The collection contains primary and secondary sources pertaining to the life of Leland Stanford and the history of Stanford
University's founding. Includes clippings, correspondence, articles, pamphlets, speeches, scripts, reports, memorabilia, and
copies or facsimiles of historical documents.
Leland Stanford was born March 9, 1824 in Waltervliet Township, New York. He was admitted to the practice of law in 1848 and
married Jane Lathrop in 1850. In 1852 Stanford moved to California where he first worked as a storekeeper in Mother Lode mining
camps and later became a successful Sacramento businessman. Stanford was a leader in organizing the Republican party in California
and was elected governor in 1861 at the age of 37. Early in the 1860s Stanford joined with three other Sacramento merchants--Charles
Crocker, Mark Hopkins, and Collis P. Huntington--in the building of the Central Pacific Railroad. In 1884, Leland and Jane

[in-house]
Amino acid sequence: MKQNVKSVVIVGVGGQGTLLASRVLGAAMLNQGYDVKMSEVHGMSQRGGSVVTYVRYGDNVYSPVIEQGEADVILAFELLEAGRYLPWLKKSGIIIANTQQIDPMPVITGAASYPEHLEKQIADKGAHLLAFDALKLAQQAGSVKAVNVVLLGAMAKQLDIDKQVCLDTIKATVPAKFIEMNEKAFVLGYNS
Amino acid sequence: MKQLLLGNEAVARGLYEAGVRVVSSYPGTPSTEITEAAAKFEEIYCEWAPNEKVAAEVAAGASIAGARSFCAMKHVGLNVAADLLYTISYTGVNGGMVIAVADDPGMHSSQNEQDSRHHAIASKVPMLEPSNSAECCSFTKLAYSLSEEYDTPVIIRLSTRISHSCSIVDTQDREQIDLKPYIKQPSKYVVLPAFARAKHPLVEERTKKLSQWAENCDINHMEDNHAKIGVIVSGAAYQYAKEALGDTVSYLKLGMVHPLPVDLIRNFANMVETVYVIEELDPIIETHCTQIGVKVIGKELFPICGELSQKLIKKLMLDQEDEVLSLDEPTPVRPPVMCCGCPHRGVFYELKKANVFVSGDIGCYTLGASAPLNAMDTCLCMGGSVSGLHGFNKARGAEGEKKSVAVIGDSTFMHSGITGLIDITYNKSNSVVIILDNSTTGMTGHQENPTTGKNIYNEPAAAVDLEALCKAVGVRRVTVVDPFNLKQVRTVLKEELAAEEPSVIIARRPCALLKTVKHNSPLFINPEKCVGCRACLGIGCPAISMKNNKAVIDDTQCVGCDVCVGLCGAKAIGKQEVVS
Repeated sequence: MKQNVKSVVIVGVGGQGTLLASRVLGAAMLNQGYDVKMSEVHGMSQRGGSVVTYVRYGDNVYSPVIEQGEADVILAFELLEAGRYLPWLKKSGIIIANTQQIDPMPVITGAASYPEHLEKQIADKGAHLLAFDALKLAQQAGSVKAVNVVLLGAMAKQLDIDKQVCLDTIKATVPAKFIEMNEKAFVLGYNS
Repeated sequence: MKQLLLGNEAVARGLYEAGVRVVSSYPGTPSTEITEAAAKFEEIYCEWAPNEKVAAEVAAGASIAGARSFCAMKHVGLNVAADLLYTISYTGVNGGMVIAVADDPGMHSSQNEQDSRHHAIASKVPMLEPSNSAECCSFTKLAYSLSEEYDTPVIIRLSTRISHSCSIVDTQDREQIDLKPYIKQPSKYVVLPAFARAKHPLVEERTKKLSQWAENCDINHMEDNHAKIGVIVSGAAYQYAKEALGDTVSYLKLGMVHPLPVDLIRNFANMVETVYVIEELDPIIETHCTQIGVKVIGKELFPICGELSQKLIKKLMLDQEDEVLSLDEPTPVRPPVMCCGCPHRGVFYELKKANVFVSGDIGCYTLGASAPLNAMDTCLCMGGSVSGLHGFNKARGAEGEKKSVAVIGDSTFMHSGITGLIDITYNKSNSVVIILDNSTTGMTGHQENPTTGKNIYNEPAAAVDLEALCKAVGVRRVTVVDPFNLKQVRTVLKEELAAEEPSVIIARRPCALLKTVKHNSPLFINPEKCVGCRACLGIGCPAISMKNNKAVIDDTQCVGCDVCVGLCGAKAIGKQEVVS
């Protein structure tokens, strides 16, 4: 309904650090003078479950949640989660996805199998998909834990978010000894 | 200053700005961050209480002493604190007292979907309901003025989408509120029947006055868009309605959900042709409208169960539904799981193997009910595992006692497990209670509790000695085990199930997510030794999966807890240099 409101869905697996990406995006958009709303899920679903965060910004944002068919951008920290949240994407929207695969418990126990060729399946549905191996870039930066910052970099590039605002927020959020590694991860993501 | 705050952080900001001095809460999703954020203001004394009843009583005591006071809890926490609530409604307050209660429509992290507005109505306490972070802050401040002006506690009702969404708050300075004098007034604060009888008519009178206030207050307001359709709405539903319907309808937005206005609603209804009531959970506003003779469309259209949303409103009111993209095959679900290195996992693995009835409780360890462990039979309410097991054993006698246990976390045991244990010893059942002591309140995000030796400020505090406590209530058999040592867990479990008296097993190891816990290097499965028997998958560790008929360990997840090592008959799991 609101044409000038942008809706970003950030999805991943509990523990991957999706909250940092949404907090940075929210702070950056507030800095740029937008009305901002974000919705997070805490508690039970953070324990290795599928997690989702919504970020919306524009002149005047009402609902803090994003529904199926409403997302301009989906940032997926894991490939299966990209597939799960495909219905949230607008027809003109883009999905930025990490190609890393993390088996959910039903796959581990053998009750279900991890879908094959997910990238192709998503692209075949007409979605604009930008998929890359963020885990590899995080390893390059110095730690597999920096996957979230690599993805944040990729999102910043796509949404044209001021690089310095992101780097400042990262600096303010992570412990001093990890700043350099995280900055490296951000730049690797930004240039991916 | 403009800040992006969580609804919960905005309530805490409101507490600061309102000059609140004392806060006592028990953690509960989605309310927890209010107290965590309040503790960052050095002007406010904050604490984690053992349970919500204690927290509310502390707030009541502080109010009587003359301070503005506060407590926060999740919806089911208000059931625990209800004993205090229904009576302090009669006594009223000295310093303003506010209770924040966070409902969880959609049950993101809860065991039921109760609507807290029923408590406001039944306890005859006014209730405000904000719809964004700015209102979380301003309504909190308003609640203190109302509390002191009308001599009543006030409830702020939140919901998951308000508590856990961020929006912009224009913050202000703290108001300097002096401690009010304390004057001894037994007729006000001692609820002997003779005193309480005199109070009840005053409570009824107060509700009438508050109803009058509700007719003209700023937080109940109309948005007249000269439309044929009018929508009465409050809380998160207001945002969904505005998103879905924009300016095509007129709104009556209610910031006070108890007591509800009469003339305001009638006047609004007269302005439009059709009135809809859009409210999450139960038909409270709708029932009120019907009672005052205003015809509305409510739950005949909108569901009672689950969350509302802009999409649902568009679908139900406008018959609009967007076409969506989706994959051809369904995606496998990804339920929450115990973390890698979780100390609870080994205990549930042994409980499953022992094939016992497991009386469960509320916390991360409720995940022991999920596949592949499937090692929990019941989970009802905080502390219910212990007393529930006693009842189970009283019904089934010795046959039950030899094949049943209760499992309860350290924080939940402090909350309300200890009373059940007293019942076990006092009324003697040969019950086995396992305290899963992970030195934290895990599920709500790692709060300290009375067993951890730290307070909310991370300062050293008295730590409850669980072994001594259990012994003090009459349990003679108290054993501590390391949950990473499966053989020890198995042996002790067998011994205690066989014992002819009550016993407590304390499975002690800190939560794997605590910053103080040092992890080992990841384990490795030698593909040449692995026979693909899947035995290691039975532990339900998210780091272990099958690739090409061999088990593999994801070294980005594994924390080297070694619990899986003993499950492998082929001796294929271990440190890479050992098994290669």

founded Leland Stanford Jr. University in memory of their son. Stanford died June 21, 1893 during his second term as United
4 Linear feet (9 boxes)
All requests to reproduce, publish, quote from, or otherwise use collection materials must be submitted in writing to the
Head of Special Collections and University Archives, Stanford University Libraries, Stanford, California 94304-6064. Consent
is given on behalf of Special Collections as the owner of the physical items and is not intended to include or imply permission
from the copyright owner. Such permission must be obtained from the copyright owner, heir(s) or assigns. See: http://library.stanford.edu/depts/spc/pubserv/permissions.html.
This collection is open for research; materials must be requested at least 48 hours in advance of intended use.